Mayor Adams: We Are Going To Build Everywhere
The Adams administration is advancing two major neighborhood planning efforts. The first is aimed at leveraging four brand-new Metro-North train stations set to open in the East Bronx in 2027, for which scoping documents are now available. The City of Yes Bronx Metro-North Plan would bring a projected 10,000 jobs; major new public and private investments, including by large health care institutions already in Morris Park; and as many as 6,000 new homes—at least 1,500 of which will be permanently affordable. To support the environmental review process for this project, public information meetings were set for Dec. 13 and 15, 2022, and a public scoping meeting will be held on Jan. 9, 2023. The project is set to be certified and begin ULURP in the summer of 2023.
The second major planning effort is a neighborhood development initiative in Central Brooklyn known as the Atlantic Avenue Mixed-Use Plan. It promises to bring thousands of new homes, and permanently income-restricted homes, commercial and industrial jobs, infrastructure, and other improvements to Atlantic Avenue and its neighboring blocks in Crown Heights and Bedford-Stuyvesant. A steering committee formed to help shape the plan held its first meeting on Dec. 1, 2022. Six months of public engagement is expected to begin in January and run through June 2023, followed by the release of a report. Certification is expected in 2024.
Beyond these two neighborhood planning efforts, the administration has proposed Zoning for Housing Opportunity, a citywide zoning text amendment as part of Mayor Adams’ “City of Yes” plan. Scoping for this proposal will begin at the end of 2023 and will stimulate the creation of tens of thousands of new homes in neighborhoods across the entire city.
Priorities for the administration include: prohibiting exclusionary zoning practices and encouraging appropriate density near jobs and public transit; legalizing existing basement apartment units and allowing homeowners to create other accessory dwelling units; providing New York City the ability to allow additional residential density in high-density neighborhoods; allowing the New York City Department of Housing Preservation and Development to finance and preserve more affordable housing, secure longer affordability, encourage affordable homeownership, and enable affordable housing to include critical resources like child care and senior centers; facilitating the conversion of obsolete office buildings into housing; creating a tax benefit that enables multifamily rental development while requiring affordable housing; establishing an incentive to preserve housing quality and ensure healthy, safe living conditions for tenants; and streamlining approval processes and environmental review as outlined in the “Get Stuff Built” plan.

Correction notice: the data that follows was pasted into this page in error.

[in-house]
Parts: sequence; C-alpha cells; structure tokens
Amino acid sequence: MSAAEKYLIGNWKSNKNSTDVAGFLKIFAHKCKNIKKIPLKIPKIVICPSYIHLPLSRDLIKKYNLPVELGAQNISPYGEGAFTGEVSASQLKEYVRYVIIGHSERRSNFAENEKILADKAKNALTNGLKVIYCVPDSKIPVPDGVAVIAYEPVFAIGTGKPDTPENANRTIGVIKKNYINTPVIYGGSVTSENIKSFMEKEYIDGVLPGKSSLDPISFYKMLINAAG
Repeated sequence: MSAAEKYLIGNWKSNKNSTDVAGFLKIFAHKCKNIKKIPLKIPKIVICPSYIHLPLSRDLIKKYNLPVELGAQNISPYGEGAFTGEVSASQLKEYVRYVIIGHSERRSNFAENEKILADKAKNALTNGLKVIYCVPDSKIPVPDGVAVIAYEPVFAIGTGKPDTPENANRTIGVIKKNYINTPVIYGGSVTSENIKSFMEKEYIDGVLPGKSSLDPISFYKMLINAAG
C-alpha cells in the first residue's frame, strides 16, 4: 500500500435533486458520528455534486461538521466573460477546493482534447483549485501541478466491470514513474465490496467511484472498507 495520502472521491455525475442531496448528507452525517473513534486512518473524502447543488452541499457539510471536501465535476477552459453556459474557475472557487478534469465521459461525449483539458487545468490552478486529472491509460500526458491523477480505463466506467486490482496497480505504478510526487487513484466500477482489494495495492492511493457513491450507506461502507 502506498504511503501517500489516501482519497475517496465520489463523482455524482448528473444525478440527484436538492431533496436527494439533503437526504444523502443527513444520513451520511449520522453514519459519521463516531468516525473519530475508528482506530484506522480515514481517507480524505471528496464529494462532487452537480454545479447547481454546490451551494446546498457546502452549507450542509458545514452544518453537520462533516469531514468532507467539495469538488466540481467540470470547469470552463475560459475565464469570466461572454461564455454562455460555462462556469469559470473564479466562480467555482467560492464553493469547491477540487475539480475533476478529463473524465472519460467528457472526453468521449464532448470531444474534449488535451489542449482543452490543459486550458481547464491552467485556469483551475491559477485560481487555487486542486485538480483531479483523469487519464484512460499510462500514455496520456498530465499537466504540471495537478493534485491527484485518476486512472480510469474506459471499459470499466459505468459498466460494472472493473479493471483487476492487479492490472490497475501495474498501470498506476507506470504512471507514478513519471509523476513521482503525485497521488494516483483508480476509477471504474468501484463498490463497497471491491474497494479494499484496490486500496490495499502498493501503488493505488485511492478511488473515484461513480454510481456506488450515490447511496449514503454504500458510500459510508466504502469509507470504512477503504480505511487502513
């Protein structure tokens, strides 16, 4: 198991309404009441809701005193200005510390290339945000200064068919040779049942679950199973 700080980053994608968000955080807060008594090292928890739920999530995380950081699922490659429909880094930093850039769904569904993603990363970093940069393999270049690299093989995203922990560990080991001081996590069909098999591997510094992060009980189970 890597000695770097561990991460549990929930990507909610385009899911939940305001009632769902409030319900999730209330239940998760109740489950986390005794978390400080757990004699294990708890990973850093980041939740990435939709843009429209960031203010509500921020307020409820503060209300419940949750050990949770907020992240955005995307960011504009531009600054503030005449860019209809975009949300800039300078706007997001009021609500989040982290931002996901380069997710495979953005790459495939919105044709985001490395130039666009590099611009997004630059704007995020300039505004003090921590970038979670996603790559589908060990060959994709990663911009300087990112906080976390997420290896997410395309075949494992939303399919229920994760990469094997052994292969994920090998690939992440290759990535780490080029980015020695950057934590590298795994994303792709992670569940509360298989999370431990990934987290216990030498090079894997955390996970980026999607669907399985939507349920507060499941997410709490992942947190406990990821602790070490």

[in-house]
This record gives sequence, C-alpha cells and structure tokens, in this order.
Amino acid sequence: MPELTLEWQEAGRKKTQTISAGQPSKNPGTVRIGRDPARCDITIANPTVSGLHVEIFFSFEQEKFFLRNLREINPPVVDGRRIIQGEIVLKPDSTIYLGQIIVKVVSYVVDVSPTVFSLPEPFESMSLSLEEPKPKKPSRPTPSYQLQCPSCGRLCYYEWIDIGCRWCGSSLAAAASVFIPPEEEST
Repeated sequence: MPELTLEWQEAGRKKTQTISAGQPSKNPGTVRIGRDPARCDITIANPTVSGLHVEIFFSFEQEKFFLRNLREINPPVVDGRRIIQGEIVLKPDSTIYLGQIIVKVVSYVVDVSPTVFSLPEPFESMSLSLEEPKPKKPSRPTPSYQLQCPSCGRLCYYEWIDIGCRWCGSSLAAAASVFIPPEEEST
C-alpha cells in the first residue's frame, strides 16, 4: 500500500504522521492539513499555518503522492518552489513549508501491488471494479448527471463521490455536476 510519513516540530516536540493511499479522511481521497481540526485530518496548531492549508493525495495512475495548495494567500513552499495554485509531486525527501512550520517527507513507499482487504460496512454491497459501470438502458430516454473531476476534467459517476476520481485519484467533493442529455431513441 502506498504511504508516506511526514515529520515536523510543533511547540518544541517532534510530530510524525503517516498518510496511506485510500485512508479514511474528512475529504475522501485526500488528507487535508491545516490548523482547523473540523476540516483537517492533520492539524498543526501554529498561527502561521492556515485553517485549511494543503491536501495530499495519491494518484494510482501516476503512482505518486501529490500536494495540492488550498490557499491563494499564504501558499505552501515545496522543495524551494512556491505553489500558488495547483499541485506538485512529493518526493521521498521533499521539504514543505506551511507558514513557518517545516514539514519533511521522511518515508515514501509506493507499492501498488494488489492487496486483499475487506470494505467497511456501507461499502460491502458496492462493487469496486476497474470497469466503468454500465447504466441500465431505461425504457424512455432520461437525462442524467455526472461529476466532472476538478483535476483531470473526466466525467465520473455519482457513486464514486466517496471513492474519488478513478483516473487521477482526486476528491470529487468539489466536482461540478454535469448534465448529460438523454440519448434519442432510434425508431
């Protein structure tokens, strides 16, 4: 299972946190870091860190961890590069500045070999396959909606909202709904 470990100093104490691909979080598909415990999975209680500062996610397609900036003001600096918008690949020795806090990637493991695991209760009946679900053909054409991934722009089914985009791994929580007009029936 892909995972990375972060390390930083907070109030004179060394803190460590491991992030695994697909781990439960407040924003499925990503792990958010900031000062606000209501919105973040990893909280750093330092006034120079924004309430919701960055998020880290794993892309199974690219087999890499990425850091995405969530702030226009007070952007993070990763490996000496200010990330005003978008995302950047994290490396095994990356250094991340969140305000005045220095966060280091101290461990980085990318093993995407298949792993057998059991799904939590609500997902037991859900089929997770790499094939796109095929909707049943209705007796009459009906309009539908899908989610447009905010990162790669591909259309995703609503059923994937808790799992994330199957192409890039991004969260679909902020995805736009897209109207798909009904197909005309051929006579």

Mayor Adams will also continue to work with federal partners to secure financial support and regulatory changes. This includes working towards an increase in the value of tax credits and tax-exempt bonds and reducing the “50-Percent Test” to stretch federal housing dollars further.
New York Gov. Hochul, who is expected to address the state’s housing crisis in her State of the State address next month, applauded Mayor Adam’s new housing plan, adding, “We will need every community, every town and every city to do its part to make housing accessible and affordable for all.”
The Westchester County Board of Legislators voted unanimously on Dec. 12 to approve the 2023 county budget. Included in the budget is Westchester County Executive George Latimer’s capital plan, which calls for a total of $90 million in housing funding—hailed as the largest allocation in county history to build affordable housing. To support the program, the new budget includes $40 million for land acquisition ($25 million) and infrastructure ($15 million) improvements; and $50 million for the Affordable Housing Investment Fund to further develop workforce housing.